Your checklist when viewing a property

Posted 14 January 2016 by Keith Osborne

You may not be aware of the right questions to ask when viewing a new home, especially if you are a first-time buyer, so our checklist will give you a step-by-step guide to what to look for and find out about when visiting a show home or talking through the plans to a brand new home

The house

  • Does your mobile phone work there? Since most of us use our mobile phones more than a landline, check that you can get a signal.
  • Are the doors and windows well fitting? Each new build home undergoes rigorous quality control, but be sure about how well these items have been fitted.
  • How energy efficient is the home? New homes are far more energy efficient than older properties, even those built just 10 years ago. Ask about the standards it’s been built to.
  • How good is the finish? Look at all worktops, surfaces and door surrounds, and check that they've been finished to a good standard.

Living room

  • Does the room get natural light? Check that the sun will not be blocked by other buildings. North-facing rooms will be darker, so if you want a lounge that has plenty of natural light, choose a south-facing room.
  • Will your furniture fit? Furnished rooms are far easier to judge than unfurnished ones, but the show home furniture is probably a different dimension to your own. It's only when you try to move your own furniture in that you realise it won't fit! So measure your own furniture first.
  • Can people see in easily from outside? Your home may be easily viewed from the street, especially if the front garden is small. You may need to add a blind or curtains for privacy, which will block out a certain amount of light.


  • Can you fit a family-sized table in there? This is especially important if there is no separate dining room.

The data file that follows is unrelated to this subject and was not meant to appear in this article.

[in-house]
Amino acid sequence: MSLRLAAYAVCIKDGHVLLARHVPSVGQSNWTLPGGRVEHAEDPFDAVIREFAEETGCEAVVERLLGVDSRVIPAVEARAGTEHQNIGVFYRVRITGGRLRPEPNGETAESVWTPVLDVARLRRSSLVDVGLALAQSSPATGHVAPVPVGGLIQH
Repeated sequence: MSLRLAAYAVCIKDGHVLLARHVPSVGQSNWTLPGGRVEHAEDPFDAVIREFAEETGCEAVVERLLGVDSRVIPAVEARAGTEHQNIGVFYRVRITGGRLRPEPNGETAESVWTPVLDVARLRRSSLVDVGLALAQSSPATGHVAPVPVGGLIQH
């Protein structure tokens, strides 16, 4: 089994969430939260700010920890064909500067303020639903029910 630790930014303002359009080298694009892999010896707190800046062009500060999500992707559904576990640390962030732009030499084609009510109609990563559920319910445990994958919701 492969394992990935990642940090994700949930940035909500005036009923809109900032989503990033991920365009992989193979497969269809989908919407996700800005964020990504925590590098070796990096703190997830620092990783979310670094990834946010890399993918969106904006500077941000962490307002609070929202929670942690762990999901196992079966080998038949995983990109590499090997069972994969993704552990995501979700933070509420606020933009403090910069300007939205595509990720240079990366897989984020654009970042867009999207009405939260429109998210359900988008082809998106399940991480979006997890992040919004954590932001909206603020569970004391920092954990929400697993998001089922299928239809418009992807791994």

• Will appliances be included? This can be convenient if you don't already have appliances.
  • Is it open-plan with the lounge? Some people prefer this, but it does mean that you have cooking smells in the lounge and the noise of the washing machine (if it’s fitted in the kitchen) when you are watching TV.
  • Does the plumbing work? Check the taps and pipes. Are there any leaks? Is there a damp area under the sink?


  • Will the master bedroom comfortably fit a double bed? As with the lounge, the show home may have a small double rather than a normal double, meaning that your own bed may be a squeeze, or that there is little room for storage.
  • Are other rooms large enough to fit at least a single bed? Some single rooms are so small that they are really only useful as a study or nursery.
  • Is there built-in storage? Lack of storage space can be an issue in new builds. Is there built-in storage in the bedrooms, or room to accommodate wardrobes and a chest of drawers?


  • Does the plumbing work? Check taps, toilet and shower to see if they work. Are there any leaks? Again, quality control should pick up any faults before you move in.
  • Is there an extra toilet or second bathroom? Families will find a second toilet or shower room useful. It is also useful to have a second bathroom if you intend to take a lodger.
  • Is it well ventilated? A window or ventilation fan is essential to avoid damp and mould.

Garage & driveway

  • How many cars can you park on the drive? Space for two cars or more is useful if you have more than one car, or for visitors. On-street parking can be limited.
  • Will the garage accommodate your car? Many garages are too small to fit larger cars.


  • Is it insulated? It should have adequate insulation for the sake of energy efficiency.
  • Does it have lighting? This will make access easier.
  • Could it be converted to provide an extra room? Your needs may change, and you could want to convert the loft to add an extra bedroom.


  • Which direction does it face? If you want to have barbecues and enjoy the garden on sunny days, avoid a house with a north-facing garden.
  • How private is the garden? New homes won't often have established trees or other large plants, so your garden might be overlooked by several other homes.
  • What does it back on to? You may want to avoid a home backing onto a railway 
  • Is the garden secure? If you have a dog, you will want a garden that is escape-proof. You may also be concerned about security issues if the garden can be easily accessed from outside

We tried making this checklist as comprehensive as possible but let us know if we have missed anything :)

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